Moo Shu Chicken Recipe To Satisfy Your Craving 

 Last Update May 15, 2024

By Jenny Zhang

Home / Recipes / Here

If you're an adventurous food lover, always seeking new flavors and textures to tantalize your taste buds, then Moo Shu Chicken (or mu shu chicken) might just be the dish you've been craving. With its colorful presentation, Moo Shu Chicken stimulates the taste buds and the eyes. The vibrant ingredients medley wrapped in a soft and pliable pancake creates a visually appealing masterpiece that is as delightful to behold as it is to eat. The interactive nature of the dish, where diners create their own wraps at the table, adds an element of fun and engagement to the dining experience.

Beyond the culinary delights, Moo Shu Chicken's rich cultural history adds depth to its appeal. Originating in the imperial courts of Beijing, this dish has evolved over centuries, adapting to regional variations and incorporating new ingredients. It embodies the harmonious blend of time-honored traditions and innovative culinary techniques, showcasing Chinese cuisine's dynamic and ever-evolving nature.

Below, I will show you how to make moo shu chicken and along with some tips to achieve the perfect balance of flavors.

Moo Shu Chicken Recipe

Prep Time
10 minutes

Cook Time
15 minutes

Rest Time
30 minutes

Total Time
55 minutes

  • Cooking Method: Stir Frying
  • Cuisine: Chinese
  • Servings: 4
  • Calories: 358
  • Courses: Main Dish
  • Best Season: Any


  • 2 boneless, skinless chicken breasts, thinly sliced
  • 2 tablespoons low-sodium soy sauce
  • 1 tablespoon hoisin sauce (look for a reduced-sodium option)
  • 1 tablespoon rice vinegar
  • 1 teaspoon sesame oil
  • 2 cloves garlic, minced
  • 1 teaspoon grated ginger
  • 1 cup wood ear mushrooms, soaked and sliced
  • 1 cup carrots, sliced
  • 1 cup cucumbers, sliced
  • 2 eggs, beaten
  • 1 tablespoon avocado oil
  • Salt and pepper to taste
  • 8 whole wheat tortillas or lettuce leaves for serving


1. Before cooking the chicken, marinate it in soy sauce, hoisin sauce, rice vinegar, sesame oil, minced garlic, and grated ginger for about 15-30 minutes. By marinating the chicken, the flavors will permeate the meat, resulting in enhanced taste and increased tenderness.

2. Heat the avocado oil in a large skillet or wok over medium-high heat. Pour in the beaten eggs and scramble them until fully cooked. Transfer the scrambled eggs from the skillet to a separate plate and set them aside.

3. In the same skillet, stir-fry the chicken slices until they are thoroughly cooked, which should take approximately 5-6 minutes on medium heat. Once cooked, remove the chicken from the skillet and set it aside for later use.

4. Add the wood ear mushrooms, shredded carrots, and sliced cucumbers in the same skillet. Continue stir-frying the vegetables for about 3-4 minutes until they reach a slightly tender consistency.

5. Add the cooked chicken and scrambled eggs to the skillet with the vegetables. Pour the sauce mixture over the cooked chicken, vegetables, and eggs, ensuring everything is well coated. Stir thoroughly to distribute the sauce and the ingredients evenly. Cook for an additional 2-3 minutes, allowing the flavors to meld together. Season with salt and pepper according to your taste preferences. Once it's done, top it with green onions (optional).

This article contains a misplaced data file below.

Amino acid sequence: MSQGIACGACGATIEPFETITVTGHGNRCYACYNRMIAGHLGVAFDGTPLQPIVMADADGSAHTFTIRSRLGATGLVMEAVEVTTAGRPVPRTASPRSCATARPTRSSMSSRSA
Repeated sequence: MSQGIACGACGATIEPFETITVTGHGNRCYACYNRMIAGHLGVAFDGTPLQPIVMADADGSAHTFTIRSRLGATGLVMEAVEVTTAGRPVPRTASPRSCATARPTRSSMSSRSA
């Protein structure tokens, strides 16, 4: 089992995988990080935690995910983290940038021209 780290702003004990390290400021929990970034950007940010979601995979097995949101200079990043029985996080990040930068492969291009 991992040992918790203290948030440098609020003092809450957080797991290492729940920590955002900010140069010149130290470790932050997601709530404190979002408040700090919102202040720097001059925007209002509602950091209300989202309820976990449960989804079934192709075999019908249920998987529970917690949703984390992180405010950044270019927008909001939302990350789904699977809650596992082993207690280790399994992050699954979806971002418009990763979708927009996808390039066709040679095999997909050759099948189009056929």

6. Gently warm the whole wheat tortillas or prepare the lettuce leaves for serving. Spoon the Moo Shu Chicken mixture onto the warmed tortillas or onto the prepared lettuce leaves.

moo shu chicken


Keep the vegetables slightly crisp. Avoid overcooking the vegetables to maintain a fresh and crunchy texture. Stir-fry the vegetables until they reach a desirable balance of slight tenderness while maintaining a pleasant crispness.

Serve immediately. Homemade Moo Shu Chicken is best enjoyed fresh and hot. To fully enjoy the optimal flavors and textures, serve the dish immediately after cooking. This ensures you can savor the Moo Shu Chicken at its peak deliciousness.

Nutritional Facts

Nutrition Facts

Servings: 4



% Daily Value*

Total Fat 7.2g


Saturated Fat 1g


Cholesterol 114mg


Sodium 842mg


Total Carbohydrate 51.3g


Dietary Fiber 7.3g


Total Sugars 3.9g

Protein 23.1g

Vitamin D 71mcg


Calcium 112mg


Iron 3mg


Potassium 418mg


*The % Daily Value (DV) tells you how much a nutrient in a food serving contributes to a daily diet. 2,000 calorie a day is used for general nutrition advice.

What Is Moo Shu Chicken?

Originating in Northern China, Moo Shu Pork is a beloved and enduring classic in Chinese cuisine. But Moo Shu Chicken or known as Mu Shu Chicken is a popular modern dish in Chinese cuisine, specifically originating from Northern China.

Mu Shu Chicken is a stir-fried dish that typically consists of thinly sliced chicken, shredded cabbage, wood ear mushrooms, and other vegetables. The ingredients are harmoniously cooked in a savory sauce, creating a delectable blend of flavors. This enticing mixture is traditionally served with thin Mandarin pancakes or flour tortillas.

The name "Moo Shu" is derived from the Mandarin word "mù xū" (木须), which translates to "wood shavings" or "wood beard." The name refers to the traditional dish preparation method, where the ingredients are sliced into thin strips resembling wood shavings.

The chicken is usually marinated with soy sauce, ginger, and garlic and then stir-fried in a wok or skillet along with the vegetables. Common vegetables used in Moo Shu Chicken include cabbage, carrots, and sometimes other additions like bamboo shoots, bean sprouts, or bell peppers. Renowned for their distinct texture, wood ear mushrooms, also referred to as black fungus, contribute an unparalleled element to the dish.

What You Will Need To Make This Recipe

Boneless, Skinless Chicken Breasts

Chicken breasts are lean cuts of meat known for their relatively low fat content. They offer a substantial protein source and impart a tender and subtle flavor to the dish. Choose boneless and skinless chicken breasts to keep the dish healthier.

Low-Sodium Soy Sauce

Soy sauce plays a pivotal role as a fundamental ingredient in Chinese cuisine. It adds a savory and slightly salty flavor to the dish. Opting for a low-sodium variety helps reduce the overall sodium content, which is beneficial if you're watching your sodium intake.

Hoisin Sauce